Well, that’s true. They got a point there. And so we did not send that one. So the first communication, we immediately started working on the next step. And so the next communication from us was, here’s what we know about how you can support your income, how you can keep your business going. And I didn’t say you can keep your business going so you can pay me, because that wasn’t what it was about. It’s about what the camera is about, is to support people from right off the kitchen table when they first have the idea for their business. I’m in developing that business, growing that business, making that business, if they want to grow their business, one of the messages I have always sent is this obsessive need for growth. Yet unbridled, unchecked growth is the mo. for cancer. I don’t think it’s a model that we need to follow? Sometimes growth and scaling is the best model. And sometimes it’s not, and when it’s not, it’s perfectly valid. So, that has been our message right along to all of our co-workers, and so, I think we’re not particularly surprised that the first thing that rolled out of us was: “ here’s how you can help yourself”

Željko Crnjaković  35:22  

I think that the camera is, kind of, sitting on exactly the right place that it needs to be, and the approach to the communities and what the whole coworking it should be about.

Jeannine Van Der Linden  35:38  

Picking it up as I go along, Željko.

Željko Crnjaković  35:41  

But, so for the ends, I want to circle back to another thing and I hope that all of the listeners have took notes, or you can just reverse and go back and listen to the recording of everything that Jeannine said, once again, Jeannine, I want to talk about VCA and European Coworking Assembly. What it does it do in this time of crisis for the Korean community and what are its plans?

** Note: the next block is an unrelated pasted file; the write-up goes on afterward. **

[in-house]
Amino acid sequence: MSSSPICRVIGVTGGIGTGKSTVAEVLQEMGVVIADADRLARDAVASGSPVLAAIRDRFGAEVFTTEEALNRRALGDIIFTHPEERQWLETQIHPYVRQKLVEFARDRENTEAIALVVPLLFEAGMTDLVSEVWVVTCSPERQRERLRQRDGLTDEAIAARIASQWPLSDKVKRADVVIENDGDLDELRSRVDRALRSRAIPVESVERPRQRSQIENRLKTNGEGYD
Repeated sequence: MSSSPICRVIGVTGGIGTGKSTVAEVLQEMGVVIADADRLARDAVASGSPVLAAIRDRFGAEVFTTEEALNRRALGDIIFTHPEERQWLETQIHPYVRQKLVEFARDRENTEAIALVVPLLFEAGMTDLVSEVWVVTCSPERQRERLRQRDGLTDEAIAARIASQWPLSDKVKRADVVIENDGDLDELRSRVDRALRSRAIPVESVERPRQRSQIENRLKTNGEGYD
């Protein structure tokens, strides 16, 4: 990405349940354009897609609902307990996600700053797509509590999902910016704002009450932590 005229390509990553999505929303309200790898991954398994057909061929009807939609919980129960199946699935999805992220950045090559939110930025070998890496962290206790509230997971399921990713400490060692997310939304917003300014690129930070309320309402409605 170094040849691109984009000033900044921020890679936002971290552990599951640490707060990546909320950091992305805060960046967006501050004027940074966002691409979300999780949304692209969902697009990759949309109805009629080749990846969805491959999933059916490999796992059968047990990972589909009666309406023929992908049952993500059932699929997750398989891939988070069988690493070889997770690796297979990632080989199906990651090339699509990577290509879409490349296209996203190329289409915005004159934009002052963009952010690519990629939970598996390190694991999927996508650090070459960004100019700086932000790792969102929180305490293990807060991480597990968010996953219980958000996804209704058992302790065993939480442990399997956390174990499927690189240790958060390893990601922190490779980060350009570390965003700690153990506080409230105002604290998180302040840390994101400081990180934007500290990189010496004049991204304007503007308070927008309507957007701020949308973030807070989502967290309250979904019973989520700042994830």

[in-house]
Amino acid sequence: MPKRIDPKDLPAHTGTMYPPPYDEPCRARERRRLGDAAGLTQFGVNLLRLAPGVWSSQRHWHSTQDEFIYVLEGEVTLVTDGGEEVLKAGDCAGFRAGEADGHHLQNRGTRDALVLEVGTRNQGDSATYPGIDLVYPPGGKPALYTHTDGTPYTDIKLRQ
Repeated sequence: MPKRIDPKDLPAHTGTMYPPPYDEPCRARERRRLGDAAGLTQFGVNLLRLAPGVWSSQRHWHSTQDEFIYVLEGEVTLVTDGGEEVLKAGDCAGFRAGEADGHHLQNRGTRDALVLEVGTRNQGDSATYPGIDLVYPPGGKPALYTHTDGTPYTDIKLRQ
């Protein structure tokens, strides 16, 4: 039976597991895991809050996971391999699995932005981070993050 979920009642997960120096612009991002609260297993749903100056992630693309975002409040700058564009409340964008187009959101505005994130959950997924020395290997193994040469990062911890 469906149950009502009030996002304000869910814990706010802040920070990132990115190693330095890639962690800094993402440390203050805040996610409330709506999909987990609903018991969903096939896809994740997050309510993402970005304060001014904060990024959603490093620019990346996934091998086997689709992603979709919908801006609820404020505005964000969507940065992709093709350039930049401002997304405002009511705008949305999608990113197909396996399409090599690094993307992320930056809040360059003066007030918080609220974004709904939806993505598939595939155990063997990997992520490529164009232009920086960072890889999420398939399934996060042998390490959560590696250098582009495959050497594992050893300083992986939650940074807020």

Jeannine Van Der Linden  36:13  

Right now we have several projects going again. Just like the grammar, I have to say we were not in a hurry to get first out of the box, and we have a post going up on the blog by a local genius who is going to cover most of that waterfront. We have a project which should be launching, let’s just say imminently, because I can’t give it a time deadline, which will be that as a project, it’s coworking library. The coworking library is hard at work collecting all of the same thing I did for my co-workers. All of the benefits from the different governments all over Europe and creating in essence, a searchable database just like coworking library, for what is available in your country. And it will, just like the coworking library, be available in each country’s language as well as in English that will be mostly crowd sourced.

So I’m doing  the part about the Netherlands and I assume Željko or somebody is doing the part about Serbia, and Bernie or somebody is doing the part about the UK. We’re trying to get that all in one place so that people can find it, and that project is going on. I was working with, from the very beginning, women who are coworking they have been busily developing a great resource for coworking spaces who are dealing with the crisis with their communities. We heard your podcast with Alex Hillman which is a as usual, a thorough and competent detection of how to handle it.

Željko Crnjaković  38:04  

I would like to also note, basically, the coworking communities around Europe can look to the ECA for information at least during this time. So we have not just stopped like everybody else, or just sitting as we mentioned in the beginning of the podcast, and waiting for the storm to pass. Actually, we’re right there up front and talking about all of the issues that coworking is facing, and what it will change into if it changes into anything. Right. 

Jeannine Van Der Linden  38:44  

This is one of the most interesting projects that we have going now. The most active projects that we have going now along with dealing with the immediate crisis, is also we organize the Europeans Freelancers Week, every year and we are organizing again this year, it’s in October of this year. It’s also what we started this conversation with. So that brings it back in a nice full circle. We need to deal with what is urgent and important now, because that has to be dealt with instantly. We also need to deal with what is not urgent and important. That box is also important. We’re going to get through this whole thing together. And while we’re getting there, we want to look at where we want to come out. Yeah. Bernie.